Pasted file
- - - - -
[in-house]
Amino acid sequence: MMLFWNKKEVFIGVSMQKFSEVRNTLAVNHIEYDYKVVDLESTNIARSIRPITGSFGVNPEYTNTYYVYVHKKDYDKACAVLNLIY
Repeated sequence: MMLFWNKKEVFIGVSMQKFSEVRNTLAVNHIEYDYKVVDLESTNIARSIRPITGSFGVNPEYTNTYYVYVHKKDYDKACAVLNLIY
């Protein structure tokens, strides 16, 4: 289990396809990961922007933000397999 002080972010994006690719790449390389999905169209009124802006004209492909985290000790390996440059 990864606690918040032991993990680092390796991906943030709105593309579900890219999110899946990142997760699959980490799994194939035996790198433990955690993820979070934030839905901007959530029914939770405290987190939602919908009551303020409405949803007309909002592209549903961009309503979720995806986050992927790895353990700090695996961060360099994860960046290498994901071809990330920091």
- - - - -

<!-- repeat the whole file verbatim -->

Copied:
[in-house]
Amino acid sequence: MMLFWNKKEVFIGVSMQKFSEVRNTLAVNHIEYDYKVVDLESTNIARSIRPITGSFGVNPEYTNTYYVYVHKKDYDKACAVLNLIY
Repeated sequence: MMLFWNKKEVFIGVSMQKFSEVRNTLAVNHIEYDYKVVDLESTNIARSIRPITGSFGVNPEYTNTYYVYVHKKDYDKACAVLNLIY
């Protein structure tokens, strides 16, 4: 289990396809990961922007933000397999 002080972010994006690719790449390389999905169209009124802006004209492909985290000790390996440059 990864606690918040032991993990680092390796991906943030709105593309579900890219999110899946990142997760699959980490799994194939035996790198433990955690993820979070934030839905901007959530029914939770405290987190939602919908009551303020409405949803007309909002592209549903961009309503979720995806986050992927790895353990700090695996961060360099994860960046290498994901071809990330920091």